By Rob Kelly at Goodison Park
Olivier Giroud scored a 90th-minute equaliser as Arsenal came from two goals down to secure a fine comeback draw at Everton on Saturday evening.
The Gunners struggled to find their rhythm in the first half, as the hosts took charge. Seamus Coleman opened the scoring in the 18th minute when he drifted into the area unmarked to head beyond Wojciech Szcznesy.
Things went from bad to worse when, on the stroke of half time, Steven Naismith rolled the ball home at the end of a lightning-quick counter-attack - leaving the Gunners with a mountain to climb.
They had an immediate chance to reduce the arrears within seconds of the second half starting, but Giroud volleyed over from close range.
Arsene Wenger’s side continued to apply the pressure and in the 83rd minute they had their reward when Aaron Ramsey slotted in from close range after good work from Santi Cazorla.
Suddenly it was all Arsenal and in the 90th minute their persistence paid off when Giroud nodded past Tim Howard from close range.
It was a breathless end to an intense, energy-sapping game - but the Gunners will leave Merseyside knowing they answered a number of questions that had hung over them.
SETTING THE SCENE
In the build up to this game, Wenger had spoken of the ”big opportunity” it presented his side to prove their growing authority after last season’s 3-0 defeat here.
But having gone four Premier League games without a win against Everton, the size of their task was clear. This would be a thorough - and early - examination of their credentials.
After their midweek Champions League play-off exertions against Besiktas in Istanbul - and perhaps with one eye on Wednesday’s return leg - Wenger decided to shuffle his pack.
Much of the pre-match speculation had been whether the Gunners’ trio of World Cup winners would return to the starting line-up after their summer breaks. In the end, it was just Mesut Ozil and Per Mertesacker back on domestic duty - and both came straight into the team, for Cazorla and Laurent Koscielny respectively.
Elsewhere, Mathieu Flamini deputised for the injured Mikel Arteta at the base of the midfield, while Alex Oxlade-Chamberlain replaced Giroud - freeing up Alexis Sanchez to spearhead the attack.
Everton, meanwhile, welcomed Coleman back into their defence, while Romelu Lukaku - who caused so many problems for Arsenal in April - led the line.
The game got off to something of a low-key start, with both sides feeling each other out in the early exchanges, with Arsenal pressing high up the pitch and forcing the hosts into a series of errors.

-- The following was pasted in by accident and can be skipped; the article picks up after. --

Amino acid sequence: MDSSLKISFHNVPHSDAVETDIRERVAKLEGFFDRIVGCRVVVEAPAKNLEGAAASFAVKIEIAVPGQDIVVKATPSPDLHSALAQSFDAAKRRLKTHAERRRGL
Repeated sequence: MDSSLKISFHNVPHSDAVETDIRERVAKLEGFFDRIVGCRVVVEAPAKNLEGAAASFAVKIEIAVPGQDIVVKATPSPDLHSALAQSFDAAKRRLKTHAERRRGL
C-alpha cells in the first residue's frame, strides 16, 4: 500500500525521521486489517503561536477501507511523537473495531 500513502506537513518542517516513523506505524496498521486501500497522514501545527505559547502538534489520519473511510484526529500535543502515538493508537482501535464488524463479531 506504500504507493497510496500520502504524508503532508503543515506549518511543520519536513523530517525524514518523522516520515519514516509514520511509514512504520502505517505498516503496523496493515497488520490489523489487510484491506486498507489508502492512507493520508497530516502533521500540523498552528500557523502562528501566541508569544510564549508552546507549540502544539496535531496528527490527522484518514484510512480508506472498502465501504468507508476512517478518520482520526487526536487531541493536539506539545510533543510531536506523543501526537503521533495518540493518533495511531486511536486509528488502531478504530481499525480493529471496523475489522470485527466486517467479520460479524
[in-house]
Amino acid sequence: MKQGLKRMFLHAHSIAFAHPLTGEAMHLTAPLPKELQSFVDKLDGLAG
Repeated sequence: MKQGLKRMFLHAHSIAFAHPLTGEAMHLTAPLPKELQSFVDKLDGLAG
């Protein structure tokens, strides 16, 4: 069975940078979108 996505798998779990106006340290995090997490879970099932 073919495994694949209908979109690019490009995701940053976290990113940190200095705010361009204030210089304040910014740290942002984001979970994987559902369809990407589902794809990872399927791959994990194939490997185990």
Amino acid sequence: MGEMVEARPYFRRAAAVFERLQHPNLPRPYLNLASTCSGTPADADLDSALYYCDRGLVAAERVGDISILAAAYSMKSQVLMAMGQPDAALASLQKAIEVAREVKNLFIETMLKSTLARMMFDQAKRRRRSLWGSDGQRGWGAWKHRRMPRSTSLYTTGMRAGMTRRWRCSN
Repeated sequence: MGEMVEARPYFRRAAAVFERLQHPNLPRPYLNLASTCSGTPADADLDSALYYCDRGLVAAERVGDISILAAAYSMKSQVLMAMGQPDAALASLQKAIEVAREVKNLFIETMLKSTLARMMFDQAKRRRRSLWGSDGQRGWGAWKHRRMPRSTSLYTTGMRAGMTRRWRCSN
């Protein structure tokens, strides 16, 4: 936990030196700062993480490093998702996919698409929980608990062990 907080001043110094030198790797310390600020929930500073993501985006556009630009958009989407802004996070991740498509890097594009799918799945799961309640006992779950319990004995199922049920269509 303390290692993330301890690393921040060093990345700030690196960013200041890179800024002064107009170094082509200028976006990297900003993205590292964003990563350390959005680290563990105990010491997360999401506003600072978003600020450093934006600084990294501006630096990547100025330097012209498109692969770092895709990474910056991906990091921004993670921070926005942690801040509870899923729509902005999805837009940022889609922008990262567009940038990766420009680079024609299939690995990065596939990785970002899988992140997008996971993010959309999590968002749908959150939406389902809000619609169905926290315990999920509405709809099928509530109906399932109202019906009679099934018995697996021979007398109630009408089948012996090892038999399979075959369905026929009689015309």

Indeed the first chance of note came from such a mistake on the quarter-hour mark when Phil Jagielka was forced into a rushed clearance in his own area, which fell straight to Oxlade-Chamberlain. The England international raced on to the ball, but his first-time effort flew just past the post.
Everton had struggled to find their rhythm, but suddenly snatched the lead in the 18th minute with a goal of frustrating simplicity.
It came as Gareth Barry collected the ball just outside the Arsenal box and clipped a searching cross to the far post, where Coleman had found himself completely unmarked. The right back had made an uncertain start to the game, but powered a firm header past Szczesny.
It was undoubtedly a blow for the Gunners - and it could have got far worse two minutes later when Kevin Mirallas raced through on goal but screwed his effort just wide of the post. It was some let off for Wenger’s side.
Slowly the visitors started to grow back into the game, with Jack Wilshere and Oxlade-Chamberlain particularly lively - but for all their intricate play on the edge of the Everton box, the final ball was missing.
Mirallas curled a free kick inches wide from the edge of the area as the hosts continued to threaten, and while Arsenal saw plenty of the ball they could not find the slick passing that often colours their attacking play.
Matters took a further turn for the worst on the stroke of half time as Lukaku held off Mertesacker on the right touchline, then beat Calum Chambers to the ball before racing clear. The Belgian international kept his cool to slip in Naismith, and the forward beat Szczesny with a composed finish.
A mighty challenge awaited them in the second half.
Wenger changed the attack at half time, with Giroud on for Alexis and the Frenchman was presented with a glorious chance within 60 seconds.
It came as Oxlade-Chamberlain collected the ball to the right of the area, and sent in a delicious curling ball to the striker. Giroud was ready and and waiting by the six-yard box but blazed his shot over the bar from close range.
It was the sort of opportunity that you felt needed to go in if Arsenal were to drag themselves back into the game, but the France international certainly added some much-needed thrust to the attack.
Indeed, when their next opportunity arrived it fell to Giroud in the 68th minute but he dragged a low shot inches wide from the edge of the area. Moments later, the ball fell invitingly to him in the box but seemed to get slightly stuck under his feet and Tim Howard was able to deal with the danger.
With the game entering the final 15 minutes, Joel Campbell was thrown on for his Premier League debut but with his side trailing by two goals, it was a tough start for the 22-year-old.
With seven minutes remaining the waves of Arsenal pressure finally had their reward when Cazorla bought some space to the left of the area, and whipped in a lovely ball for Ramsey to convert from five yards.
Referee: Kevin Friend
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